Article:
When Swedish composer Lars-Erik Larsson began working as a composer-conductor for his country's radio service in 1937 it meant, among other things, that his activities as a composer of serious, large-scale concert music had to be dramatically curtailed; such pieces had no place in a radio studio at that time unless they happened to be long-established masterworks of their genre. But Larsson was not content merely to supply incidental music to radio dramas and compose short theater or cantata-type works: he pioneered a new kind of radio entertainment, called the "lyrical suite," in which poetry readings and new music walked hand in hand. His 1938 Pastoral Suite (Pastoralsvit) for orchestra, Op. 19, is made up of extracts from one of these lyrical suites -- the original suite was called Dagens stunder -- and has three attractive movements.
The Pastoral Suite begins with an overture whose Adagio-tempo opening bars show the decisive influence that Jean Sibelius had on the young Larsson -- the resemblance in texture and shape here to the opening bars of the great Finn's Symphony No. 6 cannot be missed. Larsson disguises the ultimate C major scheme of the movement during this rich string-section counterpoint (all played con sordino), so that it is only when the robust Allegro kicks in after the woodwinds enter that we can be sure of our home key. The happy, tuneful Allegro main theme is first given in canon between the woodwinds and low strings; it has an elegantly-placed Lydian raised fourth scale degree. Later in the movement we are treated to lots of juicy parallel thirds (one is tempted again to draw a parallel with Sibelius' Sixth).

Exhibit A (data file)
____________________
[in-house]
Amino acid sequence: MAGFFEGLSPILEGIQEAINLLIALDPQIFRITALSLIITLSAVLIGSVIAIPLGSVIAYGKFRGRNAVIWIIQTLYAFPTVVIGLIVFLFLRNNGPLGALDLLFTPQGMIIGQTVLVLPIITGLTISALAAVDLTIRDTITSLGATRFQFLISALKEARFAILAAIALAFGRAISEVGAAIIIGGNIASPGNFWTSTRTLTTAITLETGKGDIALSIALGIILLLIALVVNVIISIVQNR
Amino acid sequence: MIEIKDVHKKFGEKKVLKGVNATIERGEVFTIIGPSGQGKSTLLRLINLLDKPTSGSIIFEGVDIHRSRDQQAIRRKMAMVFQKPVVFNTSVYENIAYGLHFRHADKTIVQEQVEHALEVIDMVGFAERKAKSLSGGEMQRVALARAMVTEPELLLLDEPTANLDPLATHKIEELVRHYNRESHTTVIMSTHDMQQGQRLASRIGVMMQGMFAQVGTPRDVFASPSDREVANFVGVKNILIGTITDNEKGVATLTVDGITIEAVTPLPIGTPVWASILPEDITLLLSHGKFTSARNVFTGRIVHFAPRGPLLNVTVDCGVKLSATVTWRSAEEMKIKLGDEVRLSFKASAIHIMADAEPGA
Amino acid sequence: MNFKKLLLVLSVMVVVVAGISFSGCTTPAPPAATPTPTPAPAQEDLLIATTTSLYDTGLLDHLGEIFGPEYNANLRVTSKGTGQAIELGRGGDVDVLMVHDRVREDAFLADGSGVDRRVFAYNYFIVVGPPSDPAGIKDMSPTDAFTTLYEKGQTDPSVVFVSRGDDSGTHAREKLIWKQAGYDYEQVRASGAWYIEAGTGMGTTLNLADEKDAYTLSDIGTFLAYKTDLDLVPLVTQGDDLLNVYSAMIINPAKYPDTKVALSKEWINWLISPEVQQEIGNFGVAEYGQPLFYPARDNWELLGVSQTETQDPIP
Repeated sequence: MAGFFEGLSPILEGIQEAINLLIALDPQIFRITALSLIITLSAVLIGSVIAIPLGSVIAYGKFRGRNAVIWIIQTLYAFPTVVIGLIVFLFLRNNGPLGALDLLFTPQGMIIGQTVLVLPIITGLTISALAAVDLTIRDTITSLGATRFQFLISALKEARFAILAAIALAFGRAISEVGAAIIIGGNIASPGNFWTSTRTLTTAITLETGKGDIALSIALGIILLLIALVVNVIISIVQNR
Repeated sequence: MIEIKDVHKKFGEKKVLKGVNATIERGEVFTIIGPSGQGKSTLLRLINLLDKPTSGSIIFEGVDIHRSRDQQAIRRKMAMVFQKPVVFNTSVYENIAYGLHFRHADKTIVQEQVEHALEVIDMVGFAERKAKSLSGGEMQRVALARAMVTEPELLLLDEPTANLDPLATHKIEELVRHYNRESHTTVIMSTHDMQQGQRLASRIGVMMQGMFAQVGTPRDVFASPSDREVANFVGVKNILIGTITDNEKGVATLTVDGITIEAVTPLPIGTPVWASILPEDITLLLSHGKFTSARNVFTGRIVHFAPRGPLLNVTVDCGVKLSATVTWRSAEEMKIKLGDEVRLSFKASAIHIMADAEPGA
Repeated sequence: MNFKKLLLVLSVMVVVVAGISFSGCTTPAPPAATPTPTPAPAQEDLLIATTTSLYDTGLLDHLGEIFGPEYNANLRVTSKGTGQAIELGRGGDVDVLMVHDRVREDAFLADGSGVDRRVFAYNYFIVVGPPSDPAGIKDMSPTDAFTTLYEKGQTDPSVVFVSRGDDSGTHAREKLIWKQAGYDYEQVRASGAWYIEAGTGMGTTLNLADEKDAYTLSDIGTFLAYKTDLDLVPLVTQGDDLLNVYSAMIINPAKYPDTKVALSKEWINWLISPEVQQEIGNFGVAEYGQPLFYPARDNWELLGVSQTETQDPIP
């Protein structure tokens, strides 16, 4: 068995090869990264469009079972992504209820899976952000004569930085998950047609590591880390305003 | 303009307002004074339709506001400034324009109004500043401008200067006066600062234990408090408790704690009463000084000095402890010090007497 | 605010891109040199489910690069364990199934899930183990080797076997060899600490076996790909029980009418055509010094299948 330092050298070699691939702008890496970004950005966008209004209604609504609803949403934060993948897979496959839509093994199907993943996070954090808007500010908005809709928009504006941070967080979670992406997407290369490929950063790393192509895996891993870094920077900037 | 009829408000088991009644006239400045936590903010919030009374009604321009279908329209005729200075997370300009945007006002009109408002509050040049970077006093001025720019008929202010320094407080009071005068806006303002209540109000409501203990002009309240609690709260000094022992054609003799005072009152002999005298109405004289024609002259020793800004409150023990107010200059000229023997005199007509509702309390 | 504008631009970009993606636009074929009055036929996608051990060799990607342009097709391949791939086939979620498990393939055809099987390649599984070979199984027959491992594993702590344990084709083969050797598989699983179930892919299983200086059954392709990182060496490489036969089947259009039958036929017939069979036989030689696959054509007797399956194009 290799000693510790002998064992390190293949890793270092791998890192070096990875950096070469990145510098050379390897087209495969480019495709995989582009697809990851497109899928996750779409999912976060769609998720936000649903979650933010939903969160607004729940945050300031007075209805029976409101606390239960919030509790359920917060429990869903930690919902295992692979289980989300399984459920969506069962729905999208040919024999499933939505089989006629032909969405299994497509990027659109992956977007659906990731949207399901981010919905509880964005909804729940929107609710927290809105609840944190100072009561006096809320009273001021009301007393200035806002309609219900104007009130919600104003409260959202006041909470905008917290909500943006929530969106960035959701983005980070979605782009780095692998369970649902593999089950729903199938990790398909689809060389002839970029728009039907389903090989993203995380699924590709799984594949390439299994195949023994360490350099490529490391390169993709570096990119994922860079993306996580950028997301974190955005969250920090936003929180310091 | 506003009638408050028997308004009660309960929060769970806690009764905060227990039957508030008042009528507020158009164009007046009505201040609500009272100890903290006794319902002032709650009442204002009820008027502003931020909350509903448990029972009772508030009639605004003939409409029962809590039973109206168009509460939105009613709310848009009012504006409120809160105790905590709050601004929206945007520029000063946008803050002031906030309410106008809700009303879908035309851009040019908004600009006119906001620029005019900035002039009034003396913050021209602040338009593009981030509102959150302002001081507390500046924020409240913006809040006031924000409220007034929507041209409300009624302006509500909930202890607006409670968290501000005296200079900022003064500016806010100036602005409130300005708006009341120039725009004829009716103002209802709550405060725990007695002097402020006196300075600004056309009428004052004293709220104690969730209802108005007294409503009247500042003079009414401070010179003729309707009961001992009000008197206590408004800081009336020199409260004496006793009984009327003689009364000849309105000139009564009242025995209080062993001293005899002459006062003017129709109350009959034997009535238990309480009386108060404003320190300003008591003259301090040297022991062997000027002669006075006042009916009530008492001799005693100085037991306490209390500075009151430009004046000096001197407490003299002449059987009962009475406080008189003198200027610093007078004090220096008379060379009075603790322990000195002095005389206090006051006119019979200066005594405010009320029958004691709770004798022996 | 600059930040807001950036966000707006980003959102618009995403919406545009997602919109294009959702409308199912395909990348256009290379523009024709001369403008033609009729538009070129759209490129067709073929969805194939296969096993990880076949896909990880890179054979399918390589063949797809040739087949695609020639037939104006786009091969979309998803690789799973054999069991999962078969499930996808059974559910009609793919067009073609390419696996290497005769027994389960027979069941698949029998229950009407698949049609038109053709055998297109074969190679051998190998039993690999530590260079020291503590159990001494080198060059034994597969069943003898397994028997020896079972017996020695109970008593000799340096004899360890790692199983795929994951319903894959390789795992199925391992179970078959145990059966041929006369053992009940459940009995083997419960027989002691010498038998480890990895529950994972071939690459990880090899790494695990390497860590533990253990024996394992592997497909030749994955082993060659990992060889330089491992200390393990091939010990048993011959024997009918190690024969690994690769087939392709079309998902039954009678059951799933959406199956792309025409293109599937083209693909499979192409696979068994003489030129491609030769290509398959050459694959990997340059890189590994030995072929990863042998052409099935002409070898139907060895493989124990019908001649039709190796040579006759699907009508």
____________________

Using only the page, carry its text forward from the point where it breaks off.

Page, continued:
For the second movement of the Suite, Larsson provides an E flat major, Adagio Romance for strings alone. Its lovely melody is colored by inclusion of C flat in the first bar. After a throbbing, and ultimately impassioned central episode, this tune comes back in E major, wonderfully fortissimo, molto largamente, with a sizzling tremolo support. Recognizing its error, however, the melody winds back around to E flat.
The third movement is a quick-footed Scherzo that takes us back to C major (the trio section is in G major). Its theme sometimes turns into a little tongue-twister, circling around and around the same pivoting pitch.